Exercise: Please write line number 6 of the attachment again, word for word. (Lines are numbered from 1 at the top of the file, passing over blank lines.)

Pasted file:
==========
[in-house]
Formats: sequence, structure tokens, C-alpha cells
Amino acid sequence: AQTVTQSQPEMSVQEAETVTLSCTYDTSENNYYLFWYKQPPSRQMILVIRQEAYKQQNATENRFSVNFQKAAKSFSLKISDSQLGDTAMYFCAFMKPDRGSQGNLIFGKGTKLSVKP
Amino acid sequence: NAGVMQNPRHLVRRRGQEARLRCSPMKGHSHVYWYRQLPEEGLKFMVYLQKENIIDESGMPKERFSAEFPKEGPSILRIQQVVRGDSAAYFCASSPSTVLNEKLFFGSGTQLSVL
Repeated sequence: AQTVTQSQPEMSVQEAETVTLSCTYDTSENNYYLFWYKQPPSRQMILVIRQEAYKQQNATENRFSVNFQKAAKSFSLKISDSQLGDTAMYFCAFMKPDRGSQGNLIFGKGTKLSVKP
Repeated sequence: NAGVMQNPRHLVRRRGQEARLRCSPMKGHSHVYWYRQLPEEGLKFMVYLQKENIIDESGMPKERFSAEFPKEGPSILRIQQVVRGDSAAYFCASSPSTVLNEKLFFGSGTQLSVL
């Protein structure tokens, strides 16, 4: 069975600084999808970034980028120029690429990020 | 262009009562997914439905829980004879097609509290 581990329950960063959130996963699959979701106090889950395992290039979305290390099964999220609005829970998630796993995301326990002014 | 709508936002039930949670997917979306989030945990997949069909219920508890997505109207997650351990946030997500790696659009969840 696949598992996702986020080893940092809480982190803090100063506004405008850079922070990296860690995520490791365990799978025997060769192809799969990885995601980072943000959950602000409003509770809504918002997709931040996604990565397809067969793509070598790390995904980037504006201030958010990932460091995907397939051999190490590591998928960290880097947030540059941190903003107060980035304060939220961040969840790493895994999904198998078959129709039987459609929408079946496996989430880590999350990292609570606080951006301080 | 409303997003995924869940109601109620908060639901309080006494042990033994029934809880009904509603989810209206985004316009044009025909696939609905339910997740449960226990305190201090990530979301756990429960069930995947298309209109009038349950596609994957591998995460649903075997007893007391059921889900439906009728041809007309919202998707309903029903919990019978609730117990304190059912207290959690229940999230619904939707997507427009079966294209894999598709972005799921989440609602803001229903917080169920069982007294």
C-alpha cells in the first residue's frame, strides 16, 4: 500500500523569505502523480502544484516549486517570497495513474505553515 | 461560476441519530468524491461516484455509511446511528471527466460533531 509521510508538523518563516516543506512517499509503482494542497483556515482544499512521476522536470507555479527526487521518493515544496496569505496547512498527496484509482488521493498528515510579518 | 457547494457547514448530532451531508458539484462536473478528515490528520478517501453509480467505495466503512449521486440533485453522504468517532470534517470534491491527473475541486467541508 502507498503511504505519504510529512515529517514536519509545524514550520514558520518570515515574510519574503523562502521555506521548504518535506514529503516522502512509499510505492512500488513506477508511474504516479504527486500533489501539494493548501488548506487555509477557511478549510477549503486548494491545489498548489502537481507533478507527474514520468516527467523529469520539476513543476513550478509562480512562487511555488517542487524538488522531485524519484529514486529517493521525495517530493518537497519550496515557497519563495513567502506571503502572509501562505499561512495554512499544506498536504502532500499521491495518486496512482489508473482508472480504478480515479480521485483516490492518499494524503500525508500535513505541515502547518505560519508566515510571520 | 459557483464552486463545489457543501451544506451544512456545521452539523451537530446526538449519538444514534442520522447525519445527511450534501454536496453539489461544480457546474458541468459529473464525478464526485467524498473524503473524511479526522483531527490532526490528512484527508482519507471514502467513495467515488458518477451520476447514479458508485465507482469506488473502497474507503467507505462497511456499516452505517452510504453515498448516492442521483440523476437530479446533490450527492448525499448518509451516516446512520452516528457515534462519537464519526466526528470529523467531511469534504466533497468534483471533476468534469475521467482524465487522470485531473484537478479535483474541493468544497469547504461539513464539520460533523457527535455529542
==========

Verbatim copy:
Repeated sequence: NAGVMQNPRHLVRRRGQEARLRCSPMKGHSHVYWYRQLPEEGLKFMVYLQKENIIDESGMPKERFSAEFPKEGPSILRIQQVVRGDSAAYFCASSPSTVLNEKLFFGSGTQLSVL